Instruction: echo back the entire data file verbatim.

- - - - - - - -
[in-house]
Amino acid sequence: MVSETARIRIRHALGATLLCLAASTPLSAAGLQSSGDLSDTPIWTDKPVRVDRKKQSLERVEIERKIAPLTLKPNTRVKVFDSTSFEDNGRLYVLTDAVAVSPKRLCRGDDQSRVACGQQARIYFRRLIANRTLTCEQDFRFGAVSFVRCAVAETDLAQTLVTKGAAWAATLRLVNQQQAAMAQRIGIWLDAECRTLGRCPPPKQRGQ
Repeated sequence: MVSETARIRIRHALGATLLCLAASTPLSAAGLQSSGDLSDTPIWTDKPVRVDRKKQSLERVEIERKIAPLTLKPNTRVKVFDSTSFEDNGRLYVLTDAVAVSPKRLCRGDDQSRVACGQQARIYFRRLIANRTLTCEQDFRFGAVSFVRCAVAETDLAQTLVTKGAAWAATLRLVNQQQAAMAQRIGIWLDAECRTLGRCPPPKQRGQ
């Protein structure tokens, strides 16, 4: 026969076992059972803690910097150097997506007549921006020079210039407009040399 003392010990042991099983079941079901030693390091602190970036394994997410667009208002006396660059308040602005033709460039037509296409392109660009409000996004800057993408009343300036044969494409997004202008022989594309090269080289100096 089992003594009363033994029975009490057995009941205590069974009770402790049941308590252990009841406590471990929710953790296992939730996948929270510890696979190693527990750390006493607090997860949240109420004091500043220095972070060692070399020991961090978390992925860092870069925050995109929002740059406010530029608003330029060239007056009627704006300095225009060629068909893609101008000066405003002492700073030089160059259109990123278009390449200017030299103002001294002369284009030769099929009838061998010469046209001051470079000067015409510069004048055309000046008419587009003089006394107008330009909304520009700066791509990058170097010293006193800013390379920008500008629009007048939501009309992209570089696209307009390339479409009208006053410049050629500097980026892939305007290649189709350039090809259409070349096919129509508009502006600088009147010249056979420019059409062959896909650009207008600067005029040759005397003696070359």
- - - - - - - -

[in-house]
Amino acid sequence: MVSETARIRIRHALGATLLCLAASTPLSAAGLQSSGDLSDTPIWTDKPVRVDRKKQSLERVEIERKIAPLTLKPNTRVKVFDSTSFEDNGRLYVLTDAVAVSPKRLCRGDDQSRVACGQQARIYFRRLIANRTLTCEQDFRFGAVSFVRCAVAETDLAQTLVTKGAAWAATLRLVNQQQAAMAQRIGIWLDAECRTLGRCPPPKQRGQ
Repeated sequence: MVSETARIRIRHALGATLLCLAASTPLSAAGLQSSGDLSDTPIWTDKPVRVDRKKQSLERVEIERKIAPLTLKPNTRVKVFDSTSFEDNGRLYVLTDAVAVSPKRLCRGDDQSRVACGQQARIYFRRLIANRTLTCEQDFRFGAVSFVRCAVAETDLAQTLVTKGAAWAATLRLVNQQQAAMAQRIGIWLDAECRTLGRCPPPKQRGQ
């Protein structure tokens, strides 16, 4: 026969076992059972803690910097150097997506007549921006020079210039407009040399 003392010990042991099983079941079901030693390091602190970036394994997410667009208002006396660059308040602005033709460039037509296409392109660009409000996004800057993408009343300036044969494409997004202008022989594309090269080289100096 089992003594009363033994029975009490057995009941205590069974009770402790049941308590252990009841406590471990929710953790296992939730996948929270510890696979190693527990750390006493607090997860949240109420004091500043220095972070060692070399020991961090978390992925860092870069925050995109929002740059406010530029608003330029060239007056009627704006300095225009060629068909893609101008000066405003002492700073030089160059259109990123278009390449200017030299103002001294002369284009030769099929009838061998010469046209001051470079000067015409510069004048055309000046008419587009003089006394107008330009909304520009700066791509990058170097010293006193800013390379920008500008629009007048939501009309992209570089696209307009390339479409009208006053410049050629500097980026892939305007290649189709350039090809259409070349096919129509508009502006600088009147010249056979420019059409062959896909650009207008600067005029040759005397003696070359």